Instacart: This on-demand grocery delivery application development company partners with major supermarket chains like Costco and KMart. Instacart collects shopping lists from customers and their own team of local shoppers fulfill these lists and deliver the groceries right to the customer’s door. This app also allows scheduled food deliveries.

Uber Eats: Uber’s subsiduary company offers on-demand grocery and prepared food delivery, which is typical for aggregators. With this grocery delivery app development, the company partners with both restauraunts and supermarkets — for example, in 2022 Uber Eats started their partnership with British retailer Tesco. By the way, if you’re interested in how retail app development works, you should check our article.

Uber Eats mobile app

Possible monetization models for aggregators include:

  • Service fees — customers pay for delivery
  • Commissions — vendors pay a percentage of every sale via the aggregator
  • In-app ads — promoting certain items or brands in the app
  • Premium membership — for example, Uber Pass gives 5% off all Uber Eats orders for a monthly fee

Single-brand apps

Aggregators connect multiple customers to multiple vendors, while single-brand apps connect customers to one vendor. Both supermarket chain apps and single-store apps, with brick-and-mortar shops or not, and with or without their own production, fall under this category. Let’s take a look at some examples.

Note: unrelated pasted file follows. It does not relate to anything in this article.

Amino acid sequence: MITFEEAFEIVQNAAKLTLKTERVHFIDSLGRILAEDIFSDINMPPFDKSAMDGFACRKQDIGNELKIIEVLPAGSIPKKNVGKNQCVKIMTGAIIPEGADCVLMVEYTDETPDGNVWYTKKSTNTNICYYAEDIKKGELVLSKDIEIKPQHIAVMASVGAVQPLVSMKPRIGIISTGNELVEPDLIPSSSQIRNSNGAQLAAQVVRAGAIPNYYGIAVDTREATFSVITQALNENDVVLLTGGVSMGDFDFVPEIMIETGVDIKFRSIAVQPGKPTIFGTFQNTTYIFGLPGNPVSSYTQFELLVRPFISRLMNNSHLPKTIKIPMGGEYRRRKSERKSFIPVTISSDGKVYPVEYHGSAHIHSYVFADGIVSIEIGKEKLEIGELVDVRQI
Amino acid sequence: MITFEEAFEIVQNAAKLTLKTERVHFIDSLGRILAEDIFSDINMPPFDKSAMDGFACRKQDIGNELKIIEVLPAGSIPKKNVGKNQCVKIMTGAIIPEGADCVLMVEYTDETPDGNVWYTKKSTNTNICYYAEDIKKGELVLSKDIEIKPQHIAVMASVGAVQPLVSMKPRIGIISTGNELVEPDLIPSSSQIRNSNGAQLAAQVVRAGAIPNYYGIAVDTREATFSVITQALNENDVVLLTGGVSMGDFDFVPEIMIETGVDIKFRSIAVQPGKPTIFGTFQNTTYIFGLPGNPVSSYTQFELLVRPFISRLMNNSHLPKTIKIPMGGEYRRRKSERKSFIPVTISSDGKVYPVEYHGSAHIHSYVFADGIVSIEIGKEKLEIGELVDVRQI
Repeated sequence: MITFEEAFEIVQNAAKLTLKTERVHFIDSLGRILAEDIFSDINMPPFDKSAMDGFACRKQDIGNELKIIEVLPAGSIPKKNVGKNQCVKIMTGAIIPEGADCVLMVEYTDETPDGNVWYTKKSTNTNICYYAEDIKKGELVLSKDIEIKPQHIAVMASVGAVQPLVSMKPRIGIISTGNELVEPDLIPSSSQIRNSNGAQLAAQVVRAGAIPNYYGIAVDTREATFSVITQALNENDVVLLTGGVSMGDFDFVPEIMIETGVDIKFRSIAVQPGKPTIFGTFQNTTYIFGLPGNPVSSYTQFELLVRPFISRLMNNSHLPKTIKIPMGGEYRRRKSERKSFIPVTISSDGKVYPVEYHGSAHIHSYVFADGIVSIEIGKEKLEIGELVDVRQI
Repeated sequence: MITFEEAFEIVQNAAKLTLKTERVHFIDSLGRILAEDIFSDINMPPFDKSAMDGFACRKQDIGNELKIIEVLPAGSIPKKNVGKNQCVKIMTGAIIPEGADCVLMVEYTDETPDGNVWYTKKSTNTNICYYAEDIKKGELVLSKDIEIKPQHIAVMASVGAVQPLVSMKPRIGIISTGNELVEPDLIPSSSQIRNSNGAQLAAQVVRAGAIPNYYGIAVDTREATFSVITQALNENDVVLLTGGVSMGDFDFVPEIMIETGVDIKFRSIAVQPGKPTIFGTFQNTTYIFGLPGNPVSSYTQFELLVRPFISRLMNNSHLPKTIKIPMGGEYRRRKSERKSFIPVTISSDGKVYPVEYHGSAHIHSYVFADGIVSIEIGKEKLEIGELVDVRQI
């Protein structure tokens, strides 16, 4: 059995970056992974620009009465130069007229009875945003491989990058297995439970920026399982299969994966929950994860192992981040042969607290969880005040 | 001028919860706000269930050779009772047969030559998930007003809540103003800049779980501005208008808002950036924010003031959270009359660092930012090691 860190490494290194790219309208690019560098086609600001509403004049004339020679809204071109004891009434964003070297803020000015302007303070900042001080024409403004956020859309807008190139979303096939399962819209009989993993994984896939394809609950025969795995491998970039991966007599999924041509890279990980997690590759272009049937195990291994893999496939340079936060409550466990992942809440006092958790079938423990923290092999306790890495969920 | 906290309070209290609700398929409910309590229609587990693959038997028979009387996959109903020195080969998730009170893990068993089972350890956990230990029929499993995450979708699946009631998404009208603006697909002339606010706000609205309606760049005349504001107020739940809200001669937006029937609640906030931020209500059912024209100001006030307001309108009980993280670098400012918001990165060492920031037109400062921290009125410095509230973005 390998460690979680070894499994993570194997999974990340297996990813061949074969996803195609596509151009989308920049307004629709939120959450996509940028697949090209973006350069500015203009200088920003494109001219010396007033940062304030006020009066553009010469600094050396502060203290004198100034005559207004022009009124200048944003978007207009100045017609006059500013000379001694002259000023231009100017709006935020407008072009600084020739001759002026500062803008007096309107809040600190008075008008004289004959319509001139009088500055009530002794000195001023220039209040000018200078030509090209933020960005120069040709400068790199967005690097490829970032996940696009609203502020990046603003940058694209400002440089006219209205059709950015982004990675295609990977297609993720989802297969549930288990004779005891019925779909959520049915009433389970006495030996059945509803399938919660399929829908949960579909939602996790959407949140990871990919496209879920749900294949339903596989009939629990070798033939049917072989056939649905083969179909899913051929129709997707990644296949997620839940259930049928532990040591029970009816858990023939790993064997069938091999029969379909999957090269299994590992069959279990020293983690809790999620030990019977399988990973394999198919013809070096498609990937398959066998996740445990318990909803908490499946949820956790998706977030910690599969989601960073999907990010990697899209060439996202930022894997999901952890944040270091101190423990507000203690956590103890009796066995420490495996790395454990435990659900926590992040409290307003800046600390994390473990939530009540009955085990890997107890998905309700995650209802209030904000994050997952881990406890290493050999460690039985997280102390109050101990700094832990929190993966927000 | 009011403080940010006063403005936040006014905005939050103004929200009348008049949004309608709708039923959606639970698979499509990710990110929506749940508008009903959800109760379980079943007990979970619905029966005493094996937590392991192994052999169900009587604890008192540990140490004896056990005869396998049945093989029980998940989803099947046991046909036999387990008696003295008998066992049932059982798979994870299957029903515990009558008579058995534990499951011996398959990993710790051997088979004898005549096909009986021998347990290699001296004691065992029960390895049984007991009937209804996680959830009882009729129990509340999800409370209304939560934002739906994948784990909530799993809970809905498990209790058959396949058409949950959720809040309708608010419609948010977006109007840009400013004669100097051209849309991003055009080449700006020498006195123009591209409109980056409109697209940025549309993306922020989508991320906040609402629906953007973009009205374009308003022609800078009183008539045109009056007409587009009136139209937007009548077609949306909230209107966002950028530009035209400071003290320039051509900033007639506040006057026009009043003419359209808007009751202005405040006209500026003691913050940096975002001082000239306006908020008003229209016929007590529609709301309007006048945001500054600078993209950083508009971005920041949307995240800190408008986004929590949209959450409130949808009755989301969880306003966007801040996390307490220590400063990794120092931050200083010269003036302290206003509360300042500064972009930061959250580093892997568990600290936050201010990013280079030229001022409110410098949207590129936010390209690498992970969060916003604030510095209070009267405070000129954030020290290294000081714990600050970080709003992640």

Walmart: This American supermarket chain held the online grocery delivery market share of 47% in April 2021. Their app offers both delivery and store pick-up options, which is typical for supermarket apps.

Walmart mobile app

Gorillas: Gorillas is an eco-friendly, on-demand grocery app development company that operates in several European countries. They source from local farmers, deliver purely by bikes, and avoid plastic packaging. Gorillas has several brick-and-mortar stores for shopping and pick-up. They also make and deliver food and drinks under their own brand.

Gorillas mobile app

Monetization options for single-brand apps are similar to aggregators. These include:

  • Grocery sales — including the food produced by the company
  • A combination of service fees and subscriptions — for example, Walmart+ gives access to unlimited free deliveries, while users without premium accounts pay delivery fees
  • Commissions from suppliers
  • In-app ads
  • Premium membership

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Benefits of grocery delivery apps for offline businesses